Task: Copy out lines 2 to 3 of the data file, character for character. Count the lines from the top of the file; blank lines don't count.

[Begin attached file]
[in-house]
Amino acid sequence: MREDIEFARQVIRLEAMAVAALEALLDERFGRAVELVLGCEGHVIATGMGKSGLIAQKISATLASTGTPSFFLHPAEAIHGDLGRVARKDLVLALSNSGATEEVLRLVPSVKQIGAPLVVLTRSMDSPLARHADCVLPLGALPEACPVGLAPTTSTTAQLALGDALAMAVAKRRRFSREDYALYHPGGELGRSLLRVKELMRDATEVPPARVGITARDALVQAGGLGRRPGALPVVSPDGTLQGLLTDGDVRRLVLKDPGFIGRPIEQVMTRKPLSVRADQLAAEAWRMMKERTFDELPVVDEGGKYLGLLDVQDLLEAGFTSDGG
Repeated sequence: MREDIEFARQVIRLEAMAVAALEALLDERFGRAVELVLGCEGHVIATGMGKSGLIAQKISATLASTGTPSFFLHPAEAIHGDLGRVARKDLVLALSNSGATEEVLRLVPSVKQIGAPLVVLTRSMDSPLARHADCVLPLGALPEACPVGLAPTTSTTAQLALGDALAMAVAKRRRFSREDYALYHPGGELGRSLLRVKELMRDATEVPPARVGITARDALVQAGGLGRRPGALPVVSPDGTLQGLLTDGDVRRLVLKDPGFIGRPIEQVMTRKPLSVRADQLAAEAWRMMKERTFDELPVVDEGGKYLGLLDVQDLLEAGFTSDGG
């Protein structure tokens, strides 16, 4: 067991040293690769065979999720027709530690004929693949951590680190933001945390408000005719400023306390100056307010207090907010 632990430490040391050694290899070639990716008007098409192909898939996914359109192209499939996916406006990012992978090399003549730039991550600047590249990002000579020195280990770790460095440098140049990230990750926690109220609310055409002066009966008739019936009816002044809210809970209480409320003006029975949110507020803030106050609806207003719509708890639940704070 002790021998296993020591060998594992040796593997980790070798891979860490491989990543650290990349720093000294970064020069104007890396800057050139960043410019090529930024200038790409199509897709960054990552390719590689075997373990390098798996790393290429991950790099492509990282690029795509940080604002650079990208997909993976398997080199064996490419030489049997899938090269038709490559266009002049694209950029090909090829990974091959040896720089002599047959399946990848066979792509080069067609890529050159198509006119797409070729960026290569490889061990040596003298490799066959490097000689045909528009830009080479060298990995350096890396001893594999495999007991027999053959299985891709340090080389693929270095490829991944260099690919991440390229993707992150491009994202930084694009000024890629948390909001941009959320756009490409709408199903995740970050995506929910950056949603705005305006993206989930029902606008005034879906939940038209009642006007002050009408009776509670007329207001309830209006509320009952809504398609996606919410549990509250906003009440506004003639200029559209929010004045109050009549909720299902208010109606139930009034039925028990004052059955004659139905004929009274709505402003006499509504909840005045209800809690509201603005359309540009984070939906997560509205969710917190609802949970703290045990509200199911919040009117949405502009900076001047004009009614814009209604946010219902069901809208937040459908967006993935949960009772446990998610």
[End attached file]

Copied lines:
Amino acid sequence: MREDIEFARQVIRLEAMAVAALEALLDERFGRAVELVLGCEGHVIATGMGKSGLIAQKISATLASTGTPSFFLHPAEAIHGDLGRVARKDLVLALSNSGATEEVLRLVPSVKQIGAPLVVLTRSMDSPLARHADCVLPLGALPEACPVGLAPTTSTTAQLALGDALAMAVAKRRRFSREDYALYHPGGELGRSLLRVKELMRDATEVPPARVGITARDALVQAGGLGRRPGALPVVSPDGTLQGLLTDGDVRRLVLKDPGFIGRPIEQVMTRKPLSVRADQLAAEAWRMMKERTFDELPVVDEGGKYLGLLDVQDLLEAGFTSDGG
Repeated sequence: MREDIEFARQVIRLEAMAVAALEALLDERFGRAVELVLGCEGHVIATGMGKSGLIAQKISATLASTGTPSFFLHPAEAIHGDLGRVARKDLVLALSNSGATEEVLRLVPSVKQIGAPLVVLTRSMDSPLARHADCVLPLGALPEACPVGLAPTTSTTAQLALGDALAMAVAKRRRFSREDYALYHPGGELGRSLLRVKELMRDATEVPPARVGITARDALVQAGGLGRRPGALPVVSPDGTLQGLLTDGDVRRLVLKDPGFIGRPIEQVMTRKPLSVRADQLAAEAWRMMKERTFDELPVVDEGGKYLGLLDVQDLLEAGFTSDGG